February 7, 2013

Four Mountaineers will play at next level

CHATSWORTH — North Murray High School quarterback Brady Swilling wanted to play on a bigger stage. Mountaineers wide receiver Jacob Mays parlayed a stellar summer in which he grabbed headlines with his seven-on-seven play into an athletic scholarship.

The duo were a big part of their team’s offensive production in 2012 — North Murray went 5-5 under first-year coach David Gann, the best record in its three season of varsity competition — and they were also two of the four Mountaineers who celebrated with family, teammates and school administrators Wednesday morning on national signing day.

Mays and defensive end/linebacker David Martin signed athletic scholarships. Mays signed with Charleston Southern — an NCAA Division I Football Championship Subdivision school that competes in the Big South Conference — while Martin will play at West Georgia Tech, a junior college in Carrollton that won’t begin competition until 2014.

Swilling has been invited to walk on at Georgia Tech, and safety Tino Hernandez will play at LaGrange College, which as an NCAA Division III institution does not award athletic scholarships.

Swilling, who rushed for more than 1,500 yards and threw for more than 1,500 yards last season in Gann’s option attack, said he had scholarship offers from Charleston Southern and Carson-Newman, a Division II program in Jefferson City, Tenn. In the end, he decided Georgia Tech and coach Paul Johnson’s option offense was the best fit for him.

“I could have signed an athletic scholarship somewhere, but I figured this choice of Tech would be the best thing for me in the long term,” Swilling said. “I want to be an engineer, and Tech is a great academic school. They invited me to be a walk-on, and it means they think I can help the team in some way.”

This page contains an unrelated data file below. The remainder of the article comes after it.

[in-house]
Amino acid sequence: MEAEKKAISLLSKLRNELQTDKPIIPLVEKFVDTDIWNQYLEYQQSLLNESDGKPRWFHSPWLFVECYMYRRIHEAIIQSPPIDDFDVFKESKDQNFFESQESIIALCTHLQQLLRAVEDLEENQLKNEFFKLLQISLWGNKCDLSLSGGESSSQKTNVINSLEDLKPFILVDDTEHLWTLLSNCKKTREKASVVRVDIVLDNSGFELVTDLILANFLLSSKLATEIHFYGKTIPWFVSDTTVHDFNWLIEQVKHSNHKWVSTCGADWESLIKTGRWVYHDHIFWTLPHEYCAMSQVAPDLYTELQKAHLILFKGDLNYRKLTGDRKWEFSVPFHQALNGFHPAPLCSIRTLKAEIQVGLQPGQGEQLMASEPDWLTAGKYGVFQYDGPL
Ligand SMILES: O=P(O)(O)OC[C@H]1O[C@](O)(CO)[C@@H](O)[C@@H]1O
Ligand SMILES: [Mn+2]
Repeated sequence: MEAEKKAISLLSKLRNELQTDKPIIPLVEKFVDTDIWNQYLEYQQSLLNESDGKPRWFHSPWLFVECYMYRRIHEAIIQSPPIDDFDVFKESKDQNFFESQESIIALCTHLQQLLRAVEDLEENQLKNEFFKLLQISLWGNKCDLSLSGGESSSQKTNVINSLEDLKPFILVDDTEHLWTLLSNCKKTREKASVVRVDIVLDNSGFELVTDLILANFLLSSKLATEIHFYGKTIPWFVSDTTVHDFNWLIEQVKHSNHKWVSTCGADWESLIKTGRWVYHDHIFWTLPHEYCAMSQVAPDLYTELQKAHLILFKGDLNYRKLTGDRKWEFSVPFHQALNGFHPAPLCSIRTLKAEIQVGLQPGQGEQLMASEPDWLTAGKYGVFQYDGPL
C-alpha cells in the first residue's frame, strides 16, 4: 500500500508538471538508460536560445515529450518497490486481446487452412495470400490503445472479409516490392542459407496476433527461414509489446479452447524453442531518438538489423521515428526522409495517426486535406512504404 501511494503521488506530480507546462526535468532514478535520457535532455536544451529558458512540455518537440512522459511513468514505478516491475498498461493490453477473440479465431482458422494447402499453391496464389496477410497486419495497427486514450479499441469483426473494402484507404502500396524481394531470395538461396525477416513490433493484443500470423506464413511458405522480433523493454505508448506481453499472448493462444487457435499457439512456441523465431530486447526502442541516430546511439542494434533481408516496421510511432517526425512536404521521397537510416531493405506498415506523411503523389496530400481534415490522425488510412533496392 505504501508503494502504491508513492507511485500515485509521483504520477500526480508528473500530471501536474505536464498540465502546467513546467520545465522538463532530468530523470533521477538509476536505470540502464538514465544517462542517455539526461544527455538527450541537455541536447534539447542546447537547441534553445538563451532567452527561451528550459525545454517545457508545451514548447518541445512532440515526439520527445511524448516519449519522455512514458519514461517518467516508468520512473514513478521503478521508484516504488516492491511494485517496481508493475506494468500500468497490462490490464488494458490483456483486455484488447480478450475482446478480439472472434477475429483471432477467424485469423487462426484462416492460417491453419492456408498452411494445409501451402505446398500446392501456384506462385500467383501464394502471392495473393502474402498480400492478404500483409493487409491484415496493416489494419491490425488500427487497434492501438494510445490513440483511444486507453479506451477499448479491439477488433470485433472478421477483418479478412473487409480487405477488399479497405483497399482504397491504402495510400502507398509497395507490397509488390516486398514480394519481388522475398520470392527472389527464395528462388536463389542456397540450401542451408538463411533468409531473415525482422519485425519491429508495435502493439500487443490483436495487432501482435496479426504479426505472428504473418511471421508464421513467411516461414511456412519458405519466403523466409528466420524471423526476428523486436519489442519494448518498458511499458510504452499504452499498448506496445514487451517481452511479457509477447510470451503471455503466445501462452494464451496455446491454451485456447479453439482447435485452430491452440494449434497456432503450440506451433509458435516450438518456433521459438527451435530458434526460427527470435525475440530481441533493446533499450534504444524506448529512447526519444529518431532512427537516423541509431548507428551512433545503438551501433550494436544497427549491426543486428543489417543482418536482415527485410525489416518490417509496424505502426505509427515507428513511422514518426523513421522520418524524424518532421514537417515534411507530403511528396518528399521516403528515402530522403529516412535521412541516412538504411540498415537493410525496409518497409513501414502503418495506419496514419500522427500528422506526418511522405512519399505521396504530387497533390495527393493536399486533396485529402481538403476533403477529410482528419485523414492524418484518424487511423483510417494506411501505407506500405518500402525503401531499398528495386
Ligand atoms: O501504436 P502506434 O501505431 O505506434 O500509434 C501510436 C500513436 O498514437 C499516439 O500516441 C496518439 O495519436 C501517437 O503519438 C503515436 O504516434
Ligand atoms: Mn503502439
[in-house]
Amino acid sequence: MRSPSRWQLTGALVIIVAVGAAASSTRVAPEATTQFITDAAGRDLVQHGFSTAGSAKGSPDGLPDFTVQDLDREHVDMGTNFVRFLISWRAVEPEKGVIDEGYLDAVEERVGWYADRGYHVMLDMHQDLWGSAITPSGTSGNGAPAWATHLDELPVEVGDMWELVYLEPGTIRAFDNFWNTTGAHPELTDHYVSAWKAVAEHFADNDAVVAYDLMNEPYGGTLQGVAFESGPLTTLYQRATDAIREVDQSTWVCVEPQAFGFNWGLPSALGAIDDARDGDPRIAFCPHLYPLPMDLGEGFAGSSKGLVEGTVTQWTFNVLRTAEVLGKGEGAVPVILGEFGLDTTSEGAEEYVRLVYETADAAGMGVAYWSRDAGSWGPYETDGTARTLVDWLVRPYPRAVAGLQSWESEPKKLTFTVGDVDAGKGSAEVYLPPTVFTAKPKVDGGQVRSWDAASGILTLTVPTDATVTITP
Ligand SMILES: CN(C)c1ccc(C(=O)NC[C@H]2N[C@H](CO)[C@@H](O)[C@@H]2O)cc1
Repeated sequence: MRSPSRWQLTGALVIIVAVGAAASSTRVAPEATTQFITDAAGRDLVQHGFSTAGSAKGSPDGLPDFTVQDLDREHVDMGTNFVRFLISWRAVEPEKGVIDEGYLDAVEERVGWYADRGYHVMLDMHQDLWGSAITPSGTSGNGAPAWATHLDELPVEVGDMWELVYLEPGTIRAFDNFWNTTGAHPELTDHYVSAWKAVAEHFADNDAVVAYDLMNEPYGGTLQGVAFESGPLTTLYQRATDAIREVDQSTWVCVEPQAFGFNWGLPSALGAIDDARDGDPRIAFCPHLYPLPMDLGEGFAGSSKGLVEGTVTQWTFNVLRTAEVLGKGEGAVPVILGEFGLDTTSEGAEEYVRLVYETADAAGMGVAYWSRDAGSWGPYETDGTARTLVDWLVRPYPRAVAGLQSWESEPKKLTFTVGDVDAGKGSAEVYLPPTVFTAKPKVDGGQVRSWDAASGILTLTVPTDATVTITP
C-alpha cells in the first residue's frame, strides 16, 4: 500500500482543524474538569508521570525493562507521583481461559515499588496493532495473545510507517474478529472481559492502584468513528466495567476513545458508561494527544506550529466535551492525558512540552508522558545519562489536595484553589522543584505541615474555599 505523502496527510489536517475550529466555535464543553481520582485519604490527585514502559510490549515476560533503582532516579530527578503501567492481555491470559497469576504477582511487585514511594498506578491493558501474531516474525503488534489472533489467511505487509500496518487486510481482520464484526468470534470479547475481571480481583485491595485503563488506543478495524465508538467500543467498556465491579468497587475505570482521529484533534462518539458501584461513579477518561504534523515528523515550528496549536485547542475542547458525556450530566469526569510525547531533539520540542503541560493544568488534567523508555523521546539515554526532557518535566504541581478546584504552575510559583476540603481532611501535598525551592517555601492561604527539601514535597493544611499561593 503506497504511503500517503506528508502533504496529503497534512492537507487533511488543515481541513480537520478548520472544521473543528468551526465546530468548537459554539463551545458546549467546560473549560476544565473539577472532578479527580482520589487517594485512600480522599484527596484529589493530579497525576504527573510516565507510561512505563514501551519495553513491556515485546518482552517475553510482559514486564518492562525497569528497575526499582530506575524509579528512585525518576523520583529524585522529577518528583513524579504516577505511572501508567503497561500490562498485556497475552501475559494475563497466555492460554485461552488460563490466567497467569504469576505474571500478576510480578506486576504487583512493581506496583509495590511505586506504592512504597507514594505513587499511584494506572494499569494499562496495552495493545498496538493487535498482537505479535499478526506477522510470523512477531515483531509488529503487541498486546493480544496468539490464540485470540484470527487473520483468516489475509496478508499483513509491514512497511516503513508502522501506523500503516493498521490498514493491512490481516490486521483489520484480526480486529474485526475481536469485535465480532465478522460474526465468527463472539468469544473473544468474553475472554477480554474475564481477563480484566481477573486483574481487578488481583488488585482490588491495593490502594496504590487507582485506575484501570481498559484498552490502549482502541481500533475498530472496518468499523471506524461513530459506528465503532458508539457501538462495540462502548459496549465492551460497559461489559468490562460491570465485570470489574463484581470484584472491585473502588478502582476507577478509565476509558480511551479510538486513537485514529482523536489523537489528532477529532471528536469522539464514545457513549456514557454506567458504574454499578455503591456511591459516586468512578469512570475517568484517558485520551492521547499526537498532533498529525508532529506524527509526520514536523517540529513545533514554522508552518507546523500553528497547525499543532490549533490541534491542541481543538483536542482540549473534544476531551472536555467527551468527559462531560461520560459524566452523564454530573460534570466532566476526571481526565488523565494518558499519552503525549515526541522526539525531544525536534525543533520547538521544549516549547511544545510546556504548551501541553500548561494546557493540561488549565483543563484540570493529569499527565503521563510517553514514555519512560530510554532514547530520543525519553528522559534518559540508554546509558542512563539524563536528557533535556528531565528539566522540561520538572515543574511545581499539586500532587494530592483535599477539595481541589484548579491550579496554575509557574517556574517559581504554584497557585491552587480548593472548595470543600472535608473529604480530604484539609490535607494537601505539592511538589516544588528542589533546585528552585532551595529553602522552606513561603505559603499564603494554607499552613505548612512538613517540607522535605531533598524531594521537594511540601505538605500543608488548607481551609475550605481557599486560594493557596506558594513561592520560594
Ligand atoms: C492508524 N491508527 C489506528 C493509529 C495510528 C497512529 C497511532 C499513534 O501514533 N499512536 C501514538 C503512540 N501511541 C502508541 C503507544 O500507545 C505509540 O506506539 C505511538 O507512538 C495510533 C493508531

He said he has been told by quarterbacks coach Brian Bohannon that he will be given a chance to compete at that position, but Swilling said he is willing to help out the Yellow Jackets in any way possible. Swilling also played defensive back for the Mountaineers, for whom he has been the only starting quarterback since the program started as a junior varsity team his freshman year.

“(Bohannon) told me they want to see me at quarterback, and that is what I would like to do since I have been running the option all my life,” said Swilling, who made The Daily Citizen’s All-Area Football Team as a quarterback this past season, when he also earned honorable mention for The Associated Press/Georgia Sports Writers Association’s Class 3A All-State Team.

“But whatever position they have that opens up, I intend to jump in and try to compete with all that I have.”

Georgia Tech coach Paul Johnson has a history of giving preferred walk-ons scholarships when they become available. During the 2012 preseason, Johnson awarded grants to safety Coray Carlson, defensive lineman Ben Keith, A-back Jamal Paige and kicker David Scully, all of whom joined the team as walk-ons.

Swilling is happy to have gone through the recruiting process but was glad to see it end.

“It was a little stressful at times, but now that the decision is made, it feels pretty good,” he said. “Plus, I don’t really have to change my wardrobe a whole lot since I have a lot of gold shirts.”

Georgia Tech’s official school colors are white and gold, while North Murray’s colors are black and gold.